School nurses are failing to receive sufficient training to ensure children with epilepsy and other long term conditions are cared for properly when they are in education, it has been warned.
Registrants are coming under increasing pressure from schools to produce care plans for these children and to advise teachers about long term condition management, despite not having received updated training themselves.
This could be putting children - particular those with epilepsy - at great risk, a specialist nurse has claimed.
Following new legislation introduced in September, it is now a legal requirement for teachers to be taught how to help children manage medical conditions.
“We are always asking for training, but it is very difficult to access, there are no funds and no epilepsy specialist nurse”
The government’s guidance document – called Supporting pupils at school with medical conditions –suggests a relevant healthcare professional, such as a school nurse, should help to identify the type and level of training teachers require.
It does not state school nurses must deliver the training, but at a Royal College of Nursing conference in London yesterday school nurses said they are often the first port of call.
One school nurse said she had been asked to devise care plans and the school’s policies for supporting epilepsy management despite having only been on one training session on the condition in the past decade.
“In the south of the county they have a specialist nurse who school nurses write the care plan with but in the north we don’t have one and have to write the care plans and protocols,” she said.
“We are always asking for training, but it is very difficult to access, there are no funds and no epilepsy specialist nurse. It’s really challenging,” she added.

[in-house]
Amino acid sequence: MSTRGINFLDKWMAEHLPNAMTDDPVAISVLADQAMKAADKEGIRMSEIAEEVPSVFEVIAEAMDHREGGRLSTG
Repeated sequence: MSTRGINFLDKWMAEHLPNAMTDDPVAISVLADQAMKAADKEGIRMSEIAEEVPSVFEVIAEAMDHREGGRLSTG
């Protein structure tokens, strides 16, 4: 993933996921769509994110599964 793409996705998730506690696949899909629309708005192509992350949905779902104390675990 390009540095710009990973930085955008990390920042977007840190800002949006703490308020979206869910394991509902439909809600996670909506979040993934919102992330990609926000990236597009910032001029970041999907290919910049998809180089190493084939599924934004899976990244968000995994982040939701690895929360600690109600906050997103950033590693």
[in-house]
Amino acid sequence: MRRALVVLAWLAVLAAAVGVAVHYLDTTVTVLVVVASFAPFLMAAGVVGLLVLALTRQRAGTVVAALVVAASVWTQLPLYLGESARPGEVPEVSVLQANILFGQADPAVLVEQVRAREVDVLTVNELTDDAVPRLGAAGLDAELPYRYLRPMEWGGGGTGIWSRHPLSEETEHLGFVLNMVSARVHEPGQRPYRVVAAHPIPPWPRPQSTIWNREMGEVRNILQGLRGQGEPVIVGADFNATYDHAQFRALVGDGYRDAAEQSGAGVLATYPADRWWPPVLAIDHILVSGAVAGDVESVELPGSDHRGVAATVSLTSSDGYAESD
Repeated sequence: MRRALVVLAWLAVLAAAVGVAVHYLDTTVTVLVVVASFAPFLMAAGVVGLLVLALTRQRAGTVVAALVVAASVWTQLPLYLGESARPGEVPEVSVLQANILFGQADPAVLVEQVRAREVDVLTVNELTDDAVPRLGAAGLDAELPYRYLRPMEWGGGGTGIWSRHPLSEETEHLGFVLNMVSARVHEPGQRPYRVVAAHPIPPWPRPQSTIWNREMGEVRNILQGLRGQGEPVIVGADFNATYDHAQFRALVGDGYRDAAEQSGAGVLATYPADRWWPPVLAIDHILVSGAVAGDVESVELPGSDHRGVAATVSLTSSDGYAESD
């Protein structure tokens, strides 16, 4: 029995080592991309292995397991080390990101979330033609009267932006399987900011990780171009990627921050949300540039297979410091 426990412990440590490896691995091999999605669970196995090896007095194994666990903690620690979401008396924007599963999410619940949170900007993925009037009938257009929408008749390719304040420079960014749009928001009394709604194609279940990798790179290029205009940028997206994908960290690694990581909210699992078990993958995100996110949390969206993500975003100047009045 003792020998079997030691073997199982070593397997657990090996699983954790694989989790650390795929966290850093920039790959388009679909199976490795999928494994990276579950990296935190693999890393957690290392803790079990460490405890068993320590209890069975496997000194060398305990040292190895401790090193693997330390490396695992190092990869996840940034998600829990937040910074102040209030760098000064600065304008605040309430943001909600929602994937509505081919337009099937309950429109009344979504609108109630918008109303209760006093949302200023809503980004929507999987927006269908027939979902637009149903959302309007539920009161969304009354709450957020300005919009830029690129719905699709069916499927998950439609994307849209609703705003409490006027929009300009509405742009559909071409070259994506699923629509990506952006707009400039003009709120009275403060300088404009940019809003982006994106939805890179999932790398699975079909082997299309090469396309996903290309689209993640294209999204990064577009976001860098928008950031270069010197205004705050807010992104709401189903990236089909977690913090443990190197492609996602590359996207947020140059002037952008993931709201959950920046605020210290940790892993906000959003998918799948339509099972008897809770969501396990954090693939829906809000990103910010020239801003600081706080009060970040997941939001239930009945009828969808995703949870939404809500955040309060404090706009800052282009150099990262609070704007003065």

“One nurse today said she only had 30 minutes to deliver epilepsy training while another has a three-hour session…Where’s the quality standard?”
Another school nurse from Dorset said she and colleagues were coming under increasing pressure to provide epilepsy training because schools in the area were not prepared to accept students until their staff had been through the coaching.
“I have spoken with a specialist nurse but she does not have the resources to come into school herself and deliver training so it is down to us to do it….It puts a lot of pressure on us because parents are very anxious the children start school,” she said.
Another school nurse said she had experienced similar problems when trying to access updated training on supporting children with diabetes.
“The issue is specialist nurses are often not allowed to come out into the community – they are not covered or paid to do it. So we are stuck without them. If we go to them [specialist nurses for training], the schools say ‘You can’t keep going to the hospital, you are paid to be at the school,” she said.
Fiona Smith, professional lead for children and young people at the RCN, warned delegates they would be breaching regulatory requirements if they delivered training without having the competency to do so.
Ann Brown, epilepsy nurse specialist at Nottingham Children’s Hospital, spoke at the RCN conference about her concerns around the variation of training being provided to both nurses and teachers.
“One nurse today said she only had 30 minutes to deliver epilepsy training while another has a three-hour session. If you get the voluntary sector in to do it they might provide half a day. Where’s the quality standard?” she said.
She told Nursing Times this variation posed a great risk to children with epilepsy because, as had happened in the past, teachers could fail to spot epileptic seizures.
Ms Brown highlighted that on average every school would have at least one child with epilepsy and said this was set to increase as more children survive premature birth, which is associated with the condition.
She urged school nurses to raise training concerns with their managers and approach specialist practitioners for help.